“Truth also has its Paleontology,” or When Pragmatism Met Uniformitarianism
Extinct
by Max Dresow
2w ago
* This is the second installment in a new series of short essays called “Problematica.” It is written by Max Dresow… In 1871, the superintendent of the U.S. Coast Survey wrote to America’s foremost paleontologist, Louis Agassiz, with “a very serious proposition.” The first iron-hulled steamship operated by the Survey, the Hassler, had been outfitted with state-of-the-art dredging equipment for deep-sea exploration. It was soon to depart Boston on its way to South America, and thence to San Francisco via the Strait of Magellan. “Would [Agassiz] go in her, and do deep-sea dredging all the way a ..read more
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Comparisons with Teeth: Two Hundred Years of Actualism in Paleontology
Extinct
by Max Dresow
3w ago
* This is the first installment in a new series of short essays called “Problematica.” It is written by Max Dresow… America’s great confessional poet, Anne Sexton, once wrote that “Nature is full of teeth | that come in one by one, then | decay, fall out.” And thank goodness, too, for without this steady supply of teeth our knowledge of the history of life would be greatly impoverished. The fossil record is mostly a record of hard parts, of which the teeth of gnathostomes, or jawed vertebrates, are exemplary. Variously long and dagger-like, or flat, or pointy, teeth are the commonest elements ..read more
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The De-Extinct Blog, and Introducing "Problematica"
Extinct
by Max Dresow
1M ago
Re: Extinct under new management  I thought I should take this opportunity to introduce myself. My name is Max Dresow (Dray-zo, if you're curious), and I'll be helming the de-extinction of Extinct. I'm currently a postdoc at the Minnesota Center for Philosophy of Science, and I work on historical and philosophical issues in paleontology and the earth sciences. If you want a better idea of what exactly I’m interested in (or if you just want to see a cute picture of my one-year old), please check out my website. This is my first time writing for Extinct, but I have a little history with the ..read more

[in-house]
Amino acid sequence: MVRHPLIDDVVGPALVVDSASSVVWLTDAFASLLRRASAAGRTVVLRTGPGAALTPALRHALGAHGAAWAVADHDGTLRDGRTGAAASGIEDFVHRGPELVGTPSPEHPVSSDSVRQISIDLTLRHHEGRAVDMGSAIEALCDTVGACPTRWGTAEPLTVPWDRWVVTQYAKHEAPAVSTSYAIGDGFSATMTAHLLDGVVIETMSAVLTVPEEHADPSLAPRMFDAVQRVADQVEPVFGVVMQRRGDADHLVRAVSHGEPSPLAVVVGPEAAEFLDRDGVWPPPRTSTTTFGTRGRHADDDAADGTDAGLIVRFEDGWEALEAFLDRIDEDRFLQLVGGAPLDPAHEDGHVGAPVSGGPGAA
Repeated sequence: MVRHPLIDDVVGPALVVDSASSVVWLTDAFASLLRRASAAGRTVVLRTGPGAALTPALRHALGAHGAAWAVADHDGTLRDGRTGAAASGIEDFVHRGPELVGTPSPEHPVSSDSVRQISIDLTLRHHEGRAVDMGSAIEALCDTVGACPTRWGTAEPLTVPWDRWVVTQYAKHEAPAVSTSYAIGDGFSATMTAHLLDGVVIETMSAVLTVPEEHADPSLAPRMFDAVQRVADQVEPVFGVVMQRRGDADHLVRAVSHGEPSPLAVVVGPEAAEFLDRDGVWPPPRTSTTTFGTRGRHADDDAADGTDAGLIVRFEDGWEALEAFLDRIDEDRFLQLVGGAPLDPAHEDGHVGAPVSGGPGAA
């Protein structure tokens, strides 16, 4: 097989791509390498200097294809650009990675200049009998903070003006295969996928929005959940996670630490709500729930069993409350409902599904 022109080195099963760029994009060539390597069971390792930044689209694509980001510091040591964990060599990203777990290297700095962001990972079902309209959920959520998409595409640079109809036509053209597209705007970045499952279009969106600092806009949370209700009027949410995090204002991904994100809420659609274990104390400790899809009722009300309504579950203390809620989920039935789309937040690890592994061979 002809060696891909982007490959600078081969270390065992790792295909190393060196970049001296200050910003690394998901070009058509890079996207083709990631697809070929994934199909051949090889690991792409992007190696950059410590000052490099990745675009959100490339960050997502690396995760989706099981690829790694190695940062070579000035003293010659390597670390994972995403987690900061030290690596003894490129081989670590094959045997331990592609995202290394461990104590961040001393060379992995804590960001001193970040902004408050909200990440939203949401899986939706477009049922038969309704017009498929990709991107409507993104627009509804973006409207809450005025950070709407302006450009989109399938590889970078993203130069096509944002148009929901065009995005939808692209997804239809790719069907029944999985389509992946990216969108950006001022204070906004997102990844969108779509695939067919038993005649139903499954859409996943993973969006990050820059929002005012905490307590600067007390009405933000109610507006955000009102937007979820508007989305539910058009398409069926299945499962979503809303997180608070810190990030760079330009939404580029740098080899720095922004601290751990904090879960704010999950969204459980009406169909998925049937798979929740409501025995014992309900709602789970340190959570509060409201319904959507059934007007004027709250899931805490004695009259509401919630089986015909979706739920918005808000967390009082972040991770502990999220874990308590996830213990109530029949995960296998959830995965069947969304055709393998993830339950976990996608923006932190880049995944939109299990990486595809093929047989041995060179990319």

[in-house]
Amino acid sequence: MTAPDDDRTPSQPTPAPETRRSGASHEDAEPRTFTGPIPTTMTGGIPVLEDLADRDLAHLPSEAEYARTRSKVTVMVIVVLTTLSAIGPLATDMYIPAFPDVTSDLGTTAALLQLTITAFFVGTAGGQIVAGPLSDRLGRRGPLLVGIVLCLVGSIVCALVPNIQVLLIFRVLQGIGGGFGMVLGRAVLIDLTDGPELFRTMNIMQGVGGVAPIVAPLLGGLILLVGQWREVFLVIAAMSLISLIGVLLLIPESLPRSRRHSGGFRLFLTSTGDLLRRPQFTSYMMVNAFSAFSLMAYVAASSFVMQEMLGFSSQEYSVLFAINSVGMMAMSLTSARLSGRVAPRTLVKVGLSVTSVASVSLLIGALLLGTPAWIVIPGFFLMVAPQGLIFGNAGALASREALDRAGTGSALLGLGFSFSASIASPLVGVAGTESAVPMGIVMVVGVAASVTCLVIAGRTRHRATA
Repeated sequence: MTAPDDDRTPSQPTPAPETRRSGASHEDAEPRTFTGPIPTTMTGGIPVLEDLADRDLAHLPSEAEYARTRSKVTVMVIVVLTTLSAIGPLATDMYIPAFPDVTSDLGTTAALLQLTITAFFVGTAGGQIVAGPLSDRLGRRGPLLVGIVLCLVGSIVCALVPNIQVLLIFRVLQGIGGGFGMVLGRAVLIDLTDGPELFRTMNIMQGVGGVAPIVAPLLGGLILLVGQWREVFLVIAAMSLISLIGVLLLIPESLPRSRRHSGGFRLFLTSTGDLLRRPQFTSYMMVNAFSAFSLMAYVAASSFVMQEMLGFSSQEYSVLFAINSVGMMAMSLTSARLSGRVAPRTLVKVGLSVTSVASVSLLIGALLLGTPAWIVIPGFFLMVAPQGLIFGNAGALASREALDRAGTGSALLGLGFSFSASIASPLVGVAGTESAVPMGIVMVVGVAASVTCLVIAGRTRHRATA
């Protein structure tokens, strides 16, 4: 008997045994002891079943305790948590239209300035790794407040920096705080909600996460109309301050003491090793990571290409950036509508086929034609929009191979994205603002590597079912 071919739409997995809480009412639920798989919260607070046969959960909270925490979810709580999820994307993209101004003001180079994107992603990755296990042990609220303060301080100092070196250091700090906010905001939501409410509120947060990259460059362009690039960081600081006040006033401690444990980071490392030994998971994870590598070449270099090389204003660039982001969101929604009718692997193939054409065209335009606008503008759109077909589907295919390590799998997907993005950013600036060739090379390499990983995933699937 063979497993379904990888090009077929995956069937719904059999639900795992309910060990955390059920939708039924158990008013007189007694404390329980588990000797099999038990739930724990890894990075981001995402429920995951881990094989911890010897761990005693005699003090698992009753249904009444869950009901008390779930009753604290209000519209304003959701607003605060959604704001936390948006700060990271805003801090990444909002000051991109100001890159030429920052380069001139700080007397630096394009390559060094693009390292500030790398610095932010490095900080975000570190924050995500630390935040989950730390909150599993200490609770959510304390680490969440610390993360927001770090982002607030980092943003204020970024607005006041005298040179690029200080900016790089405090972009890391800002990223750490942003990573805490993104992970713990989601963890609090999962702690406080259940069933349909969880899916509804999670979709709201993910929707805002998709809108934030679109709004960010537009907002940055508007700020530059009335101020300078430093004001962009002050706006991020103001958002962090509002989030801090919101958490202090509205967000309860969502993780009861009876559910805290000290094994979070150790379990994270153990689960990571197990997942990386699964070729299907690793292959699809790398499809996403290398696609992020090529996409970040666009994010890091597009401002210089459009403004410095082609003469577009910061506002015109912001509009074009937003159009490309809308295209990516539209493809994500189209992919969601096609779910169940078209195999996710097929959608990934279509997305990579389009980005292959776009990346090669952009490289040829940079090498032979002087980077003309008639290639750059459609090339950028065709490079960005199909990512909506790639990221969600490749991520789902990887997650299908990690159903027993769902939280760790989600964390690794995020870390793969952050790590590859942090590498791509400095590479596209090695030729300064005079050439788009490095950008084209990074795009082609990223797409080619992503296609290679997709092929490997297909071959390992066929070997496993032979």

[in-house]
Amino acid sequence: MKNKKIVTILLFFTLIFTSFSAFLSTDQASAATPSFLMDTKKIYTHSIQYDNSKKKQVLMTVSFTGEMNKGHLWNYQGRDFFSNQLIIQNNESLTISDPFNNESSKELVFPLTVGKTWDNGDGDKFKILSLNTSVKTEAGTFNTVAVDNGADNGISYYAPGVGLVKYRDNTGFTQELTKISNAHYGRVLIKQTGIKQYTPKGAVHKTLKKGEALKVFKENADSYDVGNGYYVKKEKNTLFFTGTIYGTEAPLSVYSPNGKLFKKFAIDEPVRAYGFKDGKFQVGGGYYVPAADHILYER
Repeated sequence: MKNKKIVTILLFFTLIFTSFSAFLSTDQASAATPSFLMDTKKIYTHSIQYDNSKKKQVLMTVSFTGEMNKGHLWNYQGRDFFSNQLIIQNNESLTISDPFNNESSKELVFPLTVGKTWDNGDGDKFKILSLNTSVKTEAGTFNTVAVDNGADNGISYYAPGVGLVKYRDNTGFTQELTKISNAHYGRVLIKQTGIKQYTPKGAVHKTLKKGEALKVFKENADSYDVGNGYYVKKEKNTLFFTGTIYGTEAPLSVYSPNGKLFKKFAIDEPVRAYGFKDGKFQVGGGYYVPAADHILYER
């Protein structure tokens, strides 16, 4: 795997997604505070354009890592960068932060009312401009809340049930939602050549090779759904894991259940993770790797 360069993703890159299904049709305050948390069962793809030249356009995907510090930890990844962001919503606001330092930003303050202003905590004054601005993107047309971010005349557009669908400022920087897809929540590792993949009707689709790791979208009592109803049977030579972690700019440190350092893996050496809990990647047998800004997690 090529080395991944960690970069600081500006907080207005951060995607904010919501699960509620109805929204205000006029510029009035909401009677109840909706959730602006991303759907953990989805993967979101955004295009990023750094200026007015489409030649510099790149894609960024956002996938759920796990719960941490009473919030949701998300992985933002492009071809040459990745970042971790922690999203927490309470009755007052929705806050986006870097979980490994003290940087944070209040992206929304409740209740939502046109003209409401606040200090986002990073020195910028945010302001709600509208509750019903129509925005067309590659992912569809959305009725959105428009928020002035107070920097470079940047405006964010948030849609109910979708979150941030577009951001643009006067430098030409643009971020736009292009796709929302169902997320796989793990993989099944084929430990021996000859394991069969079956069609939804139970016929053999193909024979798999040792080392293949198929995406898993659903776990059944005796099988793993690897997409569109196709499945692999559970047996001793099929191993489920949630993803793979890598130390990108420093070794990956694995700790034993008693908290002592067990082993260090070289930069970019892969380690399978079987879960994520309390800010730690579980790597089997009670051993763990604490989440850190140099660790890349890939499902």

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Extinct: Relaunch!
Extinct
by Extinct Blog
1M ago
Hi there, it has been a while, hasn’t it? Well, you’ll be hearing more from Extinct this year: we’re re-launching with a new approach, and new management. Extinct was officially launched waaaay back in January 2016. We published at least four posts a month for two years, switching to one post a month in 2018 and—as is the wont of such blogs—petering by the end of 2019, managing over 130 posts. The blog never officially stopped, but rather the four of us became less able to contribute through a combination of burnout (four posts a month between the four of us for two years), moving on to other ..read more
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The Art of Paleontology
Extinct
by Joyce Havstad
2y ago
Joyce C. Havstad writes… Artfully prepared fossils can be absolutely stunning.  Take a look at these beauties: Dire wolf skulls (top left) at the George C. Page Museum at the La Brea Tar Pits; a crinoid (top middle), an ornithomimid (bottom left), and a nodosaur (bottom right) from the Royal Tyrrell Museum of Palaeontology; Cambrian explosion-era organisms (bottom middle) at the Field Museum of Natural History; and an Anchiornis fossil (top right) on display at the Carnegie Museum of Natural History, while on loan from the Geological Museum of China. All pictures in this post by the auth ..read more